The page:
If I understand what Brown is trying to accomplish, it's to create an oven within an oven, and smooth out temperature spikes due to oven cycling. Also, with the heated pot, you move the effective source of radiance closer to the food, which should promote browning. All of this makes sense. But I think you're right; the steam just fights this, effectively keeping the temperature lower.

And now, I hang my head, having just realized that Brown's design includes a vent -- the drain hole in the saucer. Well, my saucer doesn't have a drain. Next time, I'll put the chicken on the saucer (it's 12-1/2 inches), and turn the pot over it -- the pot does have a drain.

I'm sorry if my description doesn't make a lot of sense, and that I keep having to amend it. Should I take some pictures, or is it clear now? Or do you think this is not worth pursuing?


Dave Scantland
Executive director
dscantland@eGstaff.org
eG Ethics signatory

Eat more chicken skin.

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Dave: you did enough. I do understand, but my mind is made up, you needn't confuse me with anymore facts!

Thanks.

P


“C’est dans les vieux pots, qu’on fait la bonne soupe!”, or ‘it is in old pots that good soup is made’.

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OK, Dave... That makes more sense. My sister upended the pot over the chicken so she had the vent hole working for her. She was using your plain and cheap terracotta pot and saucer but it was one of those that are kind of squat and wide so her chicken wasn't standing up. She didn't do the flour, though. What you are saying about the source of radiant heat also makes some sense. Heat is a really tricky thing.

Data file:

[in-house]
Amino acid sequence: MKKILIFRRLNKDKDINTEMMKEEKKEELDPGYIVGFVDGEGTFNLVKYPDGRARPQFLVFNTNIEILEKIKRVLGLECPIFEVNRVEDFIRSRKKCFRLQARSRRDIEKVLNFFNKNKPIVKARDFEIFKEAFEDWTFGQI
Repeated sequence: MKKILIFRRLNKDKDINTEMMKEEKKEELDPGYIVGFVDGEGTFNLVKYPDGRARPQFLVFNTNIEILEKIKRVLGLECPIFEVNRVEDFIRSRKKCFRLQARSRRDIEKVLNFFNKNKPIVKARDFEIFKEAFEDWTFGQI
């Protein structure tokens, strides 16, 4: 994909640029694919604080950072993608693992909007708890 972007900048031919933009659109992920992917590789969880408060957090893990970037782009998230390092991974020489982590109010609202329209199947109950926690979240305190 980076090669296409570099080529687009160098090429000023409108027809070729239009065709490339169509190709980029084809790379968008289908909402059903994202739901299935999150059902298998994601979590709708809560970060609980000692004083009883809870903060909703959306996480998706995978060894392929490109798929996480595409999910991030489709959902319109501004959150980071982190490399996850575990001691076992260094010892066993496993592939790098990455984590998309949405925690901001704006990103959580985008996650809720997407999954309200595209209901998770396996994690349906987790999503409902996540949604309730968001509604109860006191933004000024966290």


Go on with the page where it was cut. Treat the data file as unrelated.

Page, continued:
(OT funny... I was in a working session with about 15 guys. One of them asked for a good layman's description of a "perfect black body". I immediately responded... "Michael Jordan". The radiation from their blushing was memorable.)


Linda LaRose aka "fifi"

"Having spent most of my life searching for truth in the excitement of science, I am now in search of the perfectly seared foie gras without any sweet glop." Linda LaRose

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As I understand it, the clay holds water in the unglazed walls, constantly basting the chicken during the first part of the cooking process, and usually imparting a unique flavor to the food. As the moisture gets sucked out of the clay like a wick during the later part of the roasting period, the chicken starts to brown. If you do it properly you'll have very little pan juices but the chicken will be incredibly moist.

This is even more evident when you make the spatchcocked chicken in a terracotta mattone (sur latable has them for 20 dollars). No juices leach out.


Edited by Wolfert (log)

“C’est dans les vieux pots, qu’on fait la bonne soupe!”, or ‘it is in old pots that good soup is made’.

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Brown's design includes a vent -- the drain hole in the saucer. Well, my saucer doesn't have a drain.

(Sorry to inject a silly detail into a fascinating thread...)

Uh...saucers should not have holes! That's why we buy them...so that the liquid in a plantpot doesn't cause white rings on the bedside table when you water your african violet.

Did Mr. Brown drill a hole in the saucer?


Edited by maggiethecat (log)

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Uh...saucers should not have holes! That's why we buy them...so that the liquid in a plantpot doesn't cause white rings on the bedside table when you water your african violet.

Did Mr. Brown drill a hole in the saucer?

Lily: I had the same question, but being a gardener of limited skill and experience (tomatoes and herbs only), I assumed that I was just ignorant. But I didn't see any drainable saucers at the landscape store.

As for drilling, I don't know, and he didn't say. Drilling stuff this soft seems dicey, though I suppose there are appropriate tools.